BACK(1) To go backwards. (2) Act of the wind in
changing direction counterclockwise.
BACKSTAYPiece of standing rigging leading aft.
BAIL(1) To rid a boat of water by dipping it out. (2)
A rigid member supporting two end points, as the
bail (handle) of a bucket or the support for an
BALLASTWeight (solid or liquid) loaded into a
ship to increase stability.
BARA long, narrow shoal across a harbor entrance.
BA R G E ( 1 ) A b l u n t - e n d e d , f l a t - b o t t o m e d ,
waterborne craft, usually nonself-propelled, used
to haul supplies or garbage. (2) A type of
motorboat assigned for the personal use of a flag
BATTEN(1) A long strip of steel wedged against
the edges of tarpaulins on a hatch to make the hatch
watertight. (2) Removable wood or steel members
used in ships holds to keep cargo from shifting.
BATTEN DOWNThe act of applying battens to a
hatch. Extended to mean the closing of any
BATTLE LANTERNA battery-powered lantern
for emergency use.
BEAM(1) The extreme breadth (width) of a vessel.
(2) A transverse frame supporting a deck.
BEARThe act of locating a particular point, or
bearing, as The lighthouse bears 45.
BEAR A HAND(1) Provide assistance, as Bear a
hand with rigging this stage. (2) Expedite, as
Bear a hand with readiness for sea reports.
BEARINGThe direction of an object from an
observer, measured in degrees clockwise from a
reference point. See MAGNETIC BEARING,
RELATIVE BEARING, and TRUE BEARING.
BECKET(1) An eye for securing one end of a line to
a block. (2) A rope eye on a cargo net. (3)
Shortened form of becket bend.
BECKET BENDA knot used to tie two lines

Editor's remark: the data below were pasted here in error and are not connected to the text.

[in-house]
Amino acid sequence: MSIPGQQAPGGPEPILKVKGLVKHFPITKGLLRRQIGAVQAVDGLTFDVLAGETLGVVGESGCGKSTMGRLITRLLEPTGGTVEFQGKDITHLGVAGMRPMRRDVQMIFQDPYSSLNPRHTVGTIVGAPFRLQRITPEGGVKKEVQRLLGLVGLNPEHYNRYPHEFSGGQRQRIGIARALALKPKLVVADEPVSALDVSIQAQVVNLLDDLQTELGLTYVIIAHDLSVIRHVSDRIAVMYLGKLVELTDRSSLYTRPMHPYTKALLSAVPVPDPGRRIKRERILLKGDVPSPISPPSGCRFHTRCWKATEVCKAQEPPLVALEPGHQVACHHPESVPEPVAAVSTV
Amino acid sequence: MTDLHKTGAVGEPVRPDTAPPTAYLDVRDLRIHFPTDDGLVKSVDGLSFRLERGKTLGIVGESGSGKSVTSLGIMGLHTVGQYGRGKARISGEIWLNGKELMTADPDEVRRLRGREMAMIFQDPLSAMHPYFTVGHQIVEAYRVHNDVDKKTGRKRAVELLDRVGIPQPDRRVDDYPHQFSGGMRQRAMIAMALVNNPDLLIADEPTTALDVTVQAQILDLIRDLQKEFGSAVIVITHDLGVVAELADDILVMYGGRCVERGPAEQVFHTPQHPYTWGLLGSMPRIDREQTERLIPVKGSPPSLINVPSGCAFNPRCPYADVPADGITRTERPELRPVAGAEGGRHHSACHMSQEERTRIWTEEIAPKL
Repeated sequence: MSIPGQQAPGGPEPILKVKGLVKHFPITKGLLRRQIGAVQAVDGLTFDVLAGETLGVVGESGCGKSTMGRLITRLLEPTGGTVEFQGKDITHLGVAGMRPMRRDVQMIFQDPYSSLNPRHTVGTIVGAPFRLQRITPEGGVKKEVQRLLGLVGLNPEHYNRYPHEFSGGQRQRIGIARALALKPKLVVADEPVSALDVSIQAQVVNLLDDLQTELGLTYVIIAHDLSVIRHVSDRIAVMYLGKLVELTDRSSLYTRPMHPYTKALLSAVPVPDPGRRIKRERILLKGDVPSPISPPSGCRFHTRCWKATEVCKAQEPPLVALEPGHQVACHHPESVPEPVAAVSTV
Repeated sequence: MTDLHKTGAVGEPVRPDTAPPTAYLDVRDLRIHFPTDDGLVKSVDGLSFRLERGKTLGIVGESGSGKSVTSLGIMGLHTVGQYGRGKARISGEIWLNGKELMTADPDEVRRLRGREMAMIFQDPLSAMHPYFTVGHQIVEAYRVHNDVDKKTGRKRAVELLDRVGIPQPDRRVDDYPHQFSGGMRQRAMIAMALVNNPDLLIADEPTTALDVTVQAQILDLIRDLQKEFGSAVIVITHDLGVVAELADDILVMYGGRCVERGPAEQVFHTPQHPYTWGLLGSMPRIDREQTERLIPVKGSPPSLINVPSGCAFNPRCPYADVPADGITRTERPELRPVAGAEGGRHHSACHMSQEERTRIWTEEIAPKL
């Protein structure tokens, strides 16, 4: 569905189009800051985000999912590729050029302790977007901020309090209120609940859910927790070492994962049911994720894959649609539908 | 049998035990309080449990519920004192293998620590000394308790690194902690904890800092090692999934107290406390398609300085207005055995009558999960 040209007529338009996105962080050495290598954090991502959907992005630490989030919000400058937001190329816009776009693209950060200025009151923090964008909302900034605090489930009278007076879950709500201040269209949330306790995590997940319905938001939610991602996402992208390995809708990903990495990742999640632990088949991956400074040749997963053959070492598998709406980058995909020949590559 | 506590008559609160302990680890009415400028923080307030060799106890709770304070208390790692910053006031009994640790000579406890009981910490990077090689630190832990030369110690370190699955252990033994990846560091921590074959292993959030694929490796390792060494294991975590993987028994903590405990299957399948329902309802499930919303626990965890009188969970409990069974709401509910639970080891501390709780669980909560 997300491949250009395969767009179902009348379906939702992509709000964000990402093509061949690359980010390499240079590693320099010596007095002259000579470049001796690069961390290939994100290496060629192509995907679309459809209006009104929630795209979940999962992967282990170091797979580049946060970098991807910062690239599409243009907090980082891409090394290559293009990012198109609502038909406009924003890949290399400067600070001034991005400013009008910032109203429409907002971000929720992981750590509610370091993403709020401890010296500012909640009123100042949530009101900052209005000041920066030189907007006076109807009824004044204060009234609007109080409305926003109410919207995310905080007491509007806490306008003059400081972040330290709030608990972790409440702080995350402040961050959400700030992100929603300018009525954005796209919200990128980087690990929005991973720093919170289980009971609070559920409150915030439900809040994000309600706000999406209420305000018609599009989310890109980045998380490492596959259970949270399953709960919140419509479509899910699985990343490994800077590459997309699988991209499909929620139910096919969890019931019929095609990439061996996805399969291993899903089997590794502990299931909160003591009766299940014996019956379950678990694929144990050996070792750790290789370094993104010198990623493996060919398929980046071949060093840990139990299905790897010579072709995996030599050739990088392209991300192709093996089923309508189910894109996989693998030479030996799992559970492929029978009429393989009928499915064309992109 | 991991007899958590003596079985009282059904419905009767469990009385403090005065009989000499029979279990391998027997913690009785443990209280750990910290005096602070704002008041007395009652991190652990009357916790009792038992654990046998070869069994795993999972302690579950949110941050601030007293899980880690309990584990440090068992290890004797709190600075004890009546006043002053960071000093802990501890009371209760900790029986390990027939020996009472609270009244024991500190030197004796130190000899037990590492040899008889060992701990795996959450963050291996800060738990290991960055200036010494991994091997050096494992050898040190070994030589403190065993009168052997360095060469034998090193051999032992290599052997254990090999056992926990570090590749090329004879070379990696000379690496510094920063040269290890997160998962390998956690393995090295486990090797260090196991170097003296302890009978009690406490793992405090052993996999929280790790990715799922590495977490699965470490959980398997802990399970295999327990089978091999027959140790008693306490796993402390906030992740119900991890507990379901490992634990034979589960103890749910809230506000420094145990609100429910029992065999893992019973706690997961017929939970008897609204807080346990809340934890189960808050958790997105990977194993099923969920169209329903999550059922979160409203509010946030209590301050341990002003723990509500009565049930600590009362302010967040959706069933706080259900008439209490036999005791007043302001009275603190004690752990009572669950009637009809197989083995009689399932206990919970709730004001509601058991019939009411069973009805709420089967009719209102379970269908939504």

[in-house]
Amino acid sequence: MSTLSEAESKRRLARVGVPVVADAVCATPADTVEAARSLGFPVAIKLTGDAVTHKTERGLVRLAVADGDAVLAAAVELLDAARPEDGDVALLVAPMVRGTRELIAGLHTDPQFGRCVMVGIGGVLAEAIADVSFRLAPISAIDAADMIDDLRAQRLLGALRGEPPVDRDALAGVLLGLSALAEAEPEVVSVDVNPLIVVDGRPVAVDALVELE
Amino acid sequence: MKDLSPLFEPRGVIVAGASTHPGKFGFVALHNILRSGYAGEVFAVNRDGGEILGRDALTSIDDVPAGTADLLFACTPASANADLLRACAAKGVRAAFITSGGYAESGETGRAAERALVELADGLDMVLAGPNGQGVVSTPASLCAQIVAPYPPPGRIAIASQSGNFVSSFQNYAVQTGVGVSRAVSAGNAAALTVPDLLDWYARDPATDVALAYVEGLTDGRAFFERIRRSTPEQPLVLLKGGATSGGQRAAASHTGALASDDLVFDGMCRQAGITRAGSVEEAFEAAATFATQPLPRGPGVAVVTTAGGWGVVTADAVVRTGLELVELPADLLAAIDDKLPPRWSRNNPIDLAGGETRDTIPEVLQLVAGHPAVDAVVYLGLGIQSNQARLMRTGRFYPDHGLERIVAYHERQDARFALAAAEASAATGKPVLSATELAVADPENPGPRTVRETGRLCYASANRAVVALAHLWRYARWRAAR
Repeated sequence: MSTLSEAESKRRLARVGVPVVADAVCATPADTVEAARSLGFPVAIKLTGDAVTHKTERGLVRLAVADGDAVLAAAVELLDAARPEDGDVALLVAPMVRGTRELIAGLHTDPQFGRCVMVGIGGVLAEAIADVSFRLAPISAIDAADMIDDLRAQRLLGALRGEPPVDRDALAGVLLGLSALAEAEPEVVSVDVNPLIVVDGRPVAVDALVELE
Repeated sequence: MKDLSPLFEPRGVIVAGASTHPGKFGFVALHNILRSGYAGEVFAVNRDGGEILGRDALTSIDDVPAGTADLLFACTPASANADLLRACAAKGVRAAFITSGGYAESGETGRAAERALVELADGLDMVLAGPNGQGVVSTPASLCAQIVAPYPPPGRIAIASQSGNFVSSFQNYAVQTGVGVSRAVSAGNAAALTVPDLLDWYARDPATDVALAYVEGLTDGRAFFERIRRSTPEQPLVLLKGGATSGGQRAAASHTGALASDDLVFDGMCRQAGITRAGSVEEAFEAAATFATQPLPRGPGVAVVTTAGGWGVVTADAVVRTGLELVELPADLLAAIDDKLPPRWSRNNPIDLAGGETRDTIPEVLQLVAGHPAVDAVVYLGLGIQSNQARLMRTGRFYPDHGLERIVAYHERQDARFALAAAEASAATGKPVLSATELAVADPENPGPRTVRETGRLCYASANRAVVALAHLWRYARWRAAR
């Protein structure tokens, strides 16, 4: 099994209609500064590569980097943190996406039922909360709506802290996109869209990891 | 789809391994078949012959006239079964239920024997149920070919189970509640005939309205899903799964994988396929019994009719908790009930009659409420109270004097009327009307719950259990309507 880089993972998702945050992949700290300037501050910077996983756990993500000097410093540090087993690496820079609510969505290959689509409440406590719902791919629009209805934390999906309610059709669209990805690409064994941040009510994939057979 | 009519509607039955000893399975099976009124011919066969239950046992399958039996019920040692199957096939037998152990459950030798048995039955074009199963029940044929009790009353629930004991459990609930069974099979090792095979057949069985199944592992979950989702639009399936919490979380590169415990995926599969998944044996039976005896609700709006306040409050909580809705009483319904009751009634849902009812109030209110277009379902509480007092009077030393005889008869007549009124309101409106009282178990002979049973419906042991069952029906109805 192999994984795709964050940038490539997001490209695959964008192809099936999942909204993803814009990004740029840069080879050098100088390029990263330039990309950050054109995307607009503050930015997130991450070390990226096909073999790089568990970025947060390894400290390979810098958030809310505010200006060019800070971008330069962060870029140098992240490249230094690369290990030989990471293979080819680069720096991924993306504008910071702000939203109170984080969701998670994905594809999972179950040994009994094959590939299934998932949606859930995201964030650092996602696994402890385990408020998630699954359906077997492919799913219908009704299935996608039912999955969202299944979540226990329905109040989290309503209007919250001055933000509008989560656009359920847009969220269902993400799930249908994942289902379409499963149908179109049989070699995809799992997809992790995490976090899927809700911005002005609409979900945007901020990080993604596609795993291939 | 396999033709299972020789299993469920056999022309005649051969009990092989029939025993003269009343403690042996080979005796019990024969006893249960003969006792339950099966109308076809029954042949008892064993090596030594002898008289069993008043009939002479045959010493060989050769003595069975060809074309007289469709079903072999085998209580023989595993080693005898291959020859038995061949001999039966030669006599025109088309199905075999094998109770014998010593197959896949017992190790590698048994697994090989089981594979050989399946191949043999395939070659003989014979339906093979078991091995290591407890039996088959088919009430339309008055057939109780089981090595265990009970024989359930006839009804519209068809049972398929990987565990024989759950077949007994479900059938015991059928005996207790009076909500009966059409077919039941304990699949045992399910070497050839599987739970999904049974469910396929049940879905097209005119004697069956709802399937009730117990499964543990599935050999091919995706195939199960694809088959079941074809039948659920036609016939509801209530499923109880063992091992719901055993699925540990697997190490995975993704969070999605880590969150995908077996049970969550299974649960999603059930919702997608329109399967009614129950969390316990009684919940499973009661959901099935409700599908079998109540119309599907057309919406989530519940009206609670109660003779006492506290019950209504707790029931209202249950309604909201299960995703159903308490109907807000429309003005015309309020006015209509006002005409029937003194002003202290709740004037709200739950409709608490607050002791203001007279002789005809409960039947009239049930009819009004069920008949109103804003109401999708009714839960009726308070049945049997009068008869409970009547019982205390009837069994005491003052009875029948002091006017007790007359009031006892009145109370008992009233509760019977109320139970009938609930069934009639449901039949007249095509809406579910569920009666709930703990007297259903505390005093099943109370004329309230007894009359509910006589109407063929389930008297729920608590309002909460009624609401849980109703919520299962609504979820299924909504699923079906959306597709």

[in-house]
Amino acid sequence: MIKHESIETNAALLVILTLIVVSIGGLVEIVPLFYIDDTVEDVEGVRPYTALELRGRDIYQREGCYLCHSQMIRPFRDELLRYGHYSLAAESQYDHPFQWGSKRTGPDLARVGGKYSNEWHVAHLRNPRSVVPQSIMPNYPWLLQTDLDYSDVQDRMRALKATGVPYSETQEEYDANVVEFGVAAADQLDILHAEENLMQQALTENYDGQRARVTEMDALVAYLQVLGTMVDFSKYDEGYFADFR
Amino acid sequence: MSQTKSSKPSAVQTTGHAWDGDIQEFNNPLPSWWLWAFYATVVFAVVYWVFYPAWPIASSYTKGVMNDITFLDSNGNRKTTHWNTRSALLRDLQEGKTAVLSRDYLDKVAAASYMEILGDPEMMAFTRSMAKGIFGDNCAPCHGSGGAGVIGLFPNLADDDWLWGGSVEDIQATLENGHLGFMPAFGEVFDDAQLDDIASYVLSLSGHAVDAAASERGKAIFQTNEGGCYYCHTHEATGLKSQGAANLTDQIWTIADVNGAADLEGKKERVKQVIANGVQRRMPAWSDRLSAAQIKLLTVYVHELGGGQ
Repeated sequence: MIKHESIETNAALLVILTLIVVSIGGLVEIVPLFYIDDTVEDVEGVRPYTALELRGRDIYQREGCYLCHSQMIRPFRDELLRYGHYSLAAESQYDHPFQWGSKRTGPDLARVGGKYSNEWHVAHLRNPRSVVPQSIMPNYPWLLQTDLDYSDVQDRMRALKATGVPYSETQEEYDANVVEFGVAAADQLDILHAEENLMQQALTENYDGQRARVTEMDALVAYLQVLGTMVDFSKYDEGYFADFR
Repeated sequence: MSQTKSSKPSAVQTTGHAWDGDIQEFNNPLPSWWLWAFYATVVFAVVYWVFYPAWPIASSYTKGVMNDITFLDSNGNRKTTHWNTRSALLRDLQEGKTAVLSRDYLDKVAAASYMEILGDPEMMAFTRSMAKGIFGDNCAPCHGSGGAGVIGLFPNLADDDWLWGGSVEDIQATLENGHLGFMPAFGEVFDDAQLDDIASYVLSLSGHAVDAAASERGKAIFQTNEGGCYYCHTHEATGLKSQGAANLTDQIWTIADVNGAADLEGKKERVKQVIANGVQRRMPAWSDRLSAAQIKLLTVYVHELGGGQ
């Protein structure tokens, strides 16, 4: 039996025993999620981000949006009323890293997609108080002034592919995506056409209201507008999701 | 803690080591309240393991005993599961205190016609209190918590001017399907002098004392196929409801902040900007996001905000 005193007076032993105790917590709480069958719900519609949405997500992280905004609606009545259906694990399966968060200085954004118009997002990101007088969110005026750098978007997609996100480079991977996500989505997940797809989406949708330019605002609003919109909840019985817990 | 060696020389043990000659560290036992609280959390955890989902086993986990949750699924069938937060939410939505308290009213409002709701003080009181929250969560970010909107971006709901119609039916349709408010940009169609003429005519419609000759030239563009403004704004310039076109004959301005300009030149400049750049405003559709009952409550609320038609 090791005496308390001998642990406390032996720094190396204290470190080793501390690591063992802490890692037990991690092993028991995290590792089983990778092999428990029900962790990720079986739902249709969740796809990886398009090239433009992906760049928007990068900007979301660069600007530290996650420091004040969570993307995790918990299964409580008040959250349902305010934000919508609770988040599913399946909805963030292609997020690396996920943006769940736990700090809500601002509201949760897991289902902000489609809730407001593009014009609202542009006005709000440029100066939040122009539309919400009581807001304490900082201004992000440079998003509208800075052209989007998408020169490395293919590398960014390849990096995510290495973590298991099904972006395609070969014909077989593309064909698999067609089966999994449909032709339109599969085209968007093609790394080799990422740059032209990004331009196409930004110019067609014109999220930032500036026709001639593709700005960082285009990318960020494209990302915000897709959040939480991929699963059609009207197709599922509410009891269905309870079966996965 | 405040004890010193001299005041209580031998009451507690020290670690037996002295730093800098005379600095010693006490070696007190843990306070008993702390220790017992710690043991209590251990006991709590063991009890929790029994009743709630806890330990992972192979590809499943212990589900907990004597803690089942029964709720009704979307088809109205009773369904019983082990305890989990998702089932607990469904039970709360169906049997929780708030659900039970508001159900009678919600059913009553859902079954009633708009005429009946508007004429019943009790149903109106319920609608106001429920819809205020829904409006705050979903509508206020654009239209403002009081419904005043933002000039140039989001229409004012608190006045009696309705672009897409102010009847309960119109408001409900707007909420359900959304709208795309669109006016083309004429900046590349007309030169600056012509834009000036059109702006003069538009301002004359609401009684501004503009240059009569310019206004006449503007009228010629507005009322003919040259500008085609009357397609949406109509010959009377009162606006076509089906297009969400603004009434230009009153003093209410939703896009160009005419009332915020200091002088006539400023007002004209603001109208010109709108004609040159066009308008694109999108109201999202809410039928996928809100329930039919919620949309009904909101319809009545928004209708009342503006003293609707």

BELAY(1) To secure a line to a fixed point. (2)
Order to disregard a previous order or to stop an
action, as Belay the last order, or Belay the
B E L OW D o w n w a r d , b e n e a t h , o r b e y o n d
something, as to lay below; below the flight deck;
below the horizon.
BENDTo join two lines together; the type of knot so
BERTH(1) A bunk. (2) A duty assignment. (3)
Mooring space assigned to a ship.
BIGHTThe middle part of a line or a loop in a line.
BILGE(1) Bottom of the hull near the keel. (2) To
fail an examination. (3) Bilge water is foul water,
so to apply the term to something implies that it is
BILLETPlace or duty to which one is assigned.
BINNACLEStand containing a magnetic compass.
BINNACLE LISTList of persons excused from
duty because of illness.
BITTCylindrical upright fixture to which mooring
or towing lines are secured aboard ship.
BITTER ENDThe free end of a line.
BLOCKA frame containing a pulley, called a
sheave, around which a line (known as a fall) is
BLOCK AND TACKLESee PURCHASE.
BOARD(1) The act of going aboard a vessel. (2) A
group of persons meeting for a specific purpose, as
an investigation board.
BOATA small craft capable of being carried aboard
BOAT BOOMA spar rigged out from the side of an
anchored or moored ship to which boats are tied
when not in use.
BOAT FALLSTackle used to hoist and lower a boat
BOATHOOKA staff having a hook at one end.
Used for fending a boat off, hooking a line, and so
BOATSWAINS CHAIRA seat attached to a
gantline for hoisting a person aloft.
B OAT S WA I N S L O C K E R A compartment,
usually forward, where line and other equipment
used by the deck force are stowed.
BOLLARDA strong, cylindrical upright fixture on
a pier to which a ships mooring lines are secured.